Carbohydrate metabolism: seventeen of the studied patients (60%) had disturbances of glucose homeostasis with an impaired fasting glycemia in four cases, impaired glucose tolerance in eight and diabetes mellitus in five. All of them except one had been diagnosed after the age of 10. Diabetes was preceded by a pre-diabetic stage in all cases with an average of 7 years (1 - 8). The mean age at the time of diagnosis was 20 ± 3.4 years (12 - 15). No significant difference was seen between males and females in the prevalence of diabetes mellitus. All diabetic patients had a family history of type I or type II diabetes in their siblings, parents or grandparents. The mean body mass index of diabetic patients was 19 ± 2.41 kg / m² (16.24-25). Overweight was noted in one patient. Two cases had first presented with diabetic ketoacidosis. Islet cell antibodies, insulin autoantibodies, and anti-glutamate decarboxylase were negative in all cases. Sixteen patients were splenectomized. Serum ferritin level in β-TM patients with diabetes and those without a history of diabetes were not significantly different. Severe cardiac loading (CT2* ≤10ms) was present in seven patients, and 10 patients had a severe iron deposition in the liver (LIC >15 mg/g dw). All patients had metformin as an antidiabetic agent associated with combined intensive iron chelation therapy during a mean follow-up of 3 years (1-6 years). Risk factors of carbohydrate metabolism disorders were: age at onset of chelation therapy (p = 0.025) and ferritinemia; in fact, patients with carbohydrate metabolism disorders had a higher average ferritin level than those who did not, and the difference was statistically significant (p = 0.03).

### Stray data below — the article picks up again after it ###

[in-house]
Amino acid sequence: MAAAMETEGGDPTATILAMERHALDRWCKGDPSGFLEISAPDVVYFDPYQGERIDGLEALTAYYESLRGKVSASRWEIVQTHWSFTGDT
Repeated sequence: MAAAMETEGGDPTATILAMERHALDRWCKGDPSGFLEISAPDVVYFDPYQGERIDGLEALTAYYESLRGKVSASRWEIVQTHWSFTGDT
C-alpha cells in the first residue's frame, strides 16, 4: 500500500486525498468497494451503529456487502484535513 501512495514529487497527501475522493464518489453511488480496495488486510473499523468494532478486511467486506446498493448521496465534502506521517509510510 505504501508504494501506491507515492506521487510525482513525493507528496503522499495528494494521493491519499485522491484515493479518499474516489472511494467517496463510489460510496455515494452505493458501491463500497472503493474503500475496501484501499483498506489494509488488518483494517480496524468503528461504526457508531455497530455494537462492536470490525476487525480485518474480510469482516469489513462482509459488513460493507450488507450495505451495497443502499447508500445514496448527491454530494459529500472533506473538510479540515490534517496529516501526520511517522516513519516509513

Thyroid function: subclinical hypothyroidism was found in six patients (mean age 17 ± 3.14 years range 14 – 16) (mean TSH levels 5.97 ± 1.31 m IU /L range 5-9). Antithyroid antibodies were negative in all cases. Mean serum ferritin level was 1405.8 ± 441.93 µg / l. Severe cardiac loading (CT2* ≤10ms) were seen in 3 cases, and severe liver loading (LIC >15 mg/g dw) was observed in 4 cases. Only one patient required hormone replacement therapy with levothyroxine. In all other cases, combined chelation therapy allowed the normalization of thyroid hormone levels.
Adrenal function: the cortisol peak was normal in 19 patients after ACTH stimulation. Nine patients (32%) had adrenal insufficiency with a mean cortisol peak of 413.93 ± 82.76 nmol / L(range 309 - 463). No patient was symptomatic. A polyendocrinopathy was found in all cases. All patients had combined chelation therapy with deferoxamine and deferasirox or deferiprone. Splenectomy was performed in all cases. None of them had received corticosteroid replacement therapy. Mean serum ferritin was 1,391.88 ± 661µg / l. Severe hepatic and cardiac loading was present in three patients. Factors associated with the occurrence of adrenal insufficiency were age (p = 0.033), history of splenectomy (p = 0.031), number of transfusions received (p = 0.034), and associated GH deficiency (p = 0.042).
Phosphocalcic metabolism and low bone mass: out of 28 patients, only one girl was found to have hypoparathyroidism. The mean age at diagnosis was 17 years. The patient initially complained of extremity paresthesias, mean serum calcium was 1.6 mmol/L (range 1.7 -1.9). Serum parathyroid hormone (PTH) level was low: 2 pg / ml (normal: 12-72). Among the 28 studied patients, 16 had decreased bone mineral density. Low bone mass was found in ten patients predominantly male (7 patients). All patients had one or more associated endocrinopathy. Factors related to the development of low bone mass include: hypothyroidism (p = 0.007), GH deficiency (p = 0.037), decreased IGF-1 levels (p = 0.002), and iron overload on cardiac (p = 0.021) and liver (p = 0.002) T2* MRI.